Better Serve Your Employees with an Employee Benefit Plan Audit
Federal law requires businesses with 100 or more participants in employee benefit plans to have an employee benefit plan audit on a yearly basis, but even smaller companies can greatly benefit from this professional service.
Although every licensed CPA in Long Beach is capable of providing an audit, it’s best to choose an experienced firm for the job. It’s extremely important to make sure that your benefit plans are able to pay retirement, health, and other promised benefits when they’re needed. Digging deep into your files is necessary in order to complete an accurate report.
There are many areas where an employee benefit plan audit can be effective, which include:
- 401(k) plans
- 403(b) plans
- Health and welfare plans
- Retirement plans
- Examination of plan operations
- Review of compliance
- Internal control reviews
- And more
A quality audit may also include testing demographic data, hardship withdrawals, and remitting employee contributions, which some inexperienced CPAs might overlook.
Qualified financial advice and improvement suggestions
Unlike agreed upon procedures, which focus on providing you with facts so you can come to your own conclusions, a quality employee benefit plan audit should come with professional advice. When the report is complete, the corporate tax accountant team working on your report will provide you with a professional opinion on your plan’s financial statements. Your report will include any problems, if they were discovered, and you may also learn ways to improve internal controls and plan operations.
The conclusion of the audit is a great time to ask questions, if you have any. There are also a number of areas that a professional CPA should address, and data in these areas should be clear. Some questions you might want to ask yourself or your CPA include:
- Are plan assets in the audit fairly valued?
- Are plan obligations clear?
- Are contributions to the plan received in a timely manner?
- Do benefit payments adhere to the plan terms?
- Were any issues identified that could influence the plan’s tax status?
- Were prohibited transactions identified?
You could be putting the future of your company in danger if you don’t choose the right team for your employee benefit plan audit and tax planning. Many offices claim they can conduct a thorough audit, but if they don’t conduct them often, they are more likely to provide you with a deficient report.
It’s important to choose a professional team with expertise in a wide variety of areas, which includes the highly complex area of employee benefit plan audits.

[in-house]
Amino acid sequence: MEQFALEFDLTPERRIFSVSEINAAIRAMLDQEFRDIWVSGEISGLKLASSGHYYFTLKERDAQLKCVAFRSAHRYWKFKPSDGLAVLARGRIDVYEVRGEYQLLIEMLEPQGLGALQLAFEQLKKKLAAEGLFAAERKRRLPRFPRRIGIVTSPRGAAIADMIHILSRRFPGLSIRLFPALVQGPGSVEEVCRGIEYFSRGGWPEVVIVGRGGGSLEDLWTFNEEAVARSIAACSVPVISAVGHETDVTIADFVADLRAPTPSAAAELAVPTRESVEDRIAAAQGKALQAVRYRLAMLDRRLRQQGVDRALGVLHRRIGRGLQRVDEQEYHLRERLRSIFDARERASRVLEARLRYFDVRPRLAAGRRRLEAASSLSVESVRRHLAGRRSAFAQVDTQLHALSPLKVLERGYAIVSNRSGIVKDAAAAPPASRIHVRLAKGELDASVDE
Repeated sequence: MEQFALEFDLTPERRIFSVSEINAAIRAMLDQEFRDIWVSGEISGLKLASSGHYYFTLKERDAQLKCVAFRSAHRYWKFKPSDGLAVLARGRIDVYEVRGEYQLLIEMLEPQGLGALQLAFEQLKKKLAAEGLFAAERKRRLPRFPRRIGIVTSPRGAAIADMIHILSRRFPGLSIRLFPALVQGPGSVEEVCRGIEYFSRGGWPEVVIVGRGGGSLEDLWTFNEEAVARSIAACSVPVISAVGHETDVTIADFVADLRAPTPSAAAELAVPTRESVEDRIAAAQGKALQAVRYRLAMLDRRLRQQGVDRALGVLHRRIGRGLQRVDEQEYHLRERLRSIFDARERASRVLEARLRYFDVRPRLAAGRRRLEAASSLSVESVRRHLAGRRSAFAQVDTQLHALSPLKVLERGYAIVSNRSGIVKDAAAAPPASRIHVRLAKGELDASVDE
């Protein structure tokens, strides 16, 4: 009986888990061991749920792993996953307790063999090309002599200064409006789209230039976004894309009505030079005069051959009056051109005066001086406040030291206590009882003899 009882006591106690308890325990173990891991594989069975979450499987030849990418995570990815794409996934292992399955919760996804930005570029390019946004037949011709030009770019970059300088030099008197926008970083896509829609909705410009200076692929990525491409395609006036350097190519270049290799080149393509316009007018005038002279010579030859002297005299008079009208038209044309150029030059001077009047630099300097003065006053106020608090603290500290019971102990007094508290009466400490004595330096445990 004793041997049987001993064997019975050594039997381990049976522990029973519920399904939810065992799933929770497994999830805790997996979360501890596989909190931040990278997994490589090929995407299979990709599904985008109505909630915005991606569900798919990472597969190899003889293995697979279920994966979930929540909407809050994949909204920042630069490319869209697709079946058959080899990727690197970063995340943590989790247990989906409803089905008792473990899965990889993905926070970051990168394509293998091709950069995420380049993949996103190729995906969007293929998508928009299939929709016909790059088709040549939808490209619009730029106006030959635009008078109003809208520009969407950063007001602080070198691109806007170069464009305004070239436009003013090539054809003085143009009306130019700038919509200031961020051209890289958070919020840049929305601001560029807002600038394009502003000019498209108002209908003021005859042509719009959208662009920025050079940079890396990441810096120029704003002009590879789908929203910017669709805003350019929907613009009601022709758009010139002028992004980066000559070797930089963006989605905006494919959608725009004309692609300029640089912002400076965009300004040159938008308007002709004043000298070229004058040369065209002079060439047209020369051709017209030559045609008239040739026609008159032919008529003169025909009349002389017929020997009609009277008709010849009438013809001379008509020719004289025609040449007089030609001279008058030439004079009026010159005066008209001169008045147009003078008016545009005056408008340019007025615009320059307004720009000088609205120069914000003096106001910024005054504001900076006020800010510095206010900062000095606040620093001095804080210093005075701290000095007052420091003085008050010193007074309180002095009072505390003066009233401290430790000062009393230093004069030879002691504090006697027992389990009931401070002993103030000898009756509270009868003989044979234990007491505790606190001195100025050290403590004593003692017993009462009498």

Contact us today to learn more about how an employee benefit plan audit can ensure that your business and your employees are prepared for the future.
Employee benefit plan audit FAQ
How do I know if I need an audit?
In general, if you have over 100 employees, you’re required by law to conduct an audit. As a large plan provider, you will be required to file Schedule H to form 5500, which includes having the plan audited. However, there is at least one exception.
If you have between 80 and 120 participants at the beginning of the plan year, you may instead be able to file the same way you did the previous year. Under this rule, you don’t necessarily have to have an audit.
In some cases, having even fewer people on your plan may still require you to have an audit, depending on what programs and regulations you follow. In addition, having an audit done might be a good idea anyway, even if you don’t legally need one. It’s always a good idea to speak with a professional to decide if an audit is right for your business.
What is a limited scope audit?
There are a few different kinds of audits to choose from, and one of those is a limited scope audit. This type of audit is an option if you have plans with assets that are held by a bank or similar financial institution, or an insurance company that is regulated and supervised by a state or federal agency that regularly provides periodic examinations of the plan.
With a limited scope audit, the responsibilities of the auditor are limited. The auditor is responsible for:
- Reading the certification
- Identifying whether your business is a qualifying institution under DOL regulations
- Comparing certified investment information to financial information in the plan’s financial statements and disclosures
- Performing procedures to determine that contributions have been received and benefit payments have been made
- Assessing financial statement disclosures for conformity with GAAP and compliance with DOL rules and regulations
What is a fiduciary?
Many of the questions surrounding employee benefit plan audits relate to the terminology involved. The term ‘fiduciary’ is one of the most confusing.
A fiduciary is someone who has authority over plan management or plan assets, responsibility for the administration of a plan, or someone who provides investment advice to a plan for compensation. A few examples are plan trustees, plan administrators, and investment committee members. In short, a fiduciary runs the plan solely in the interest of its participants and beneficiaries for the exclusive purpose of providing benefits and paying plan expenses.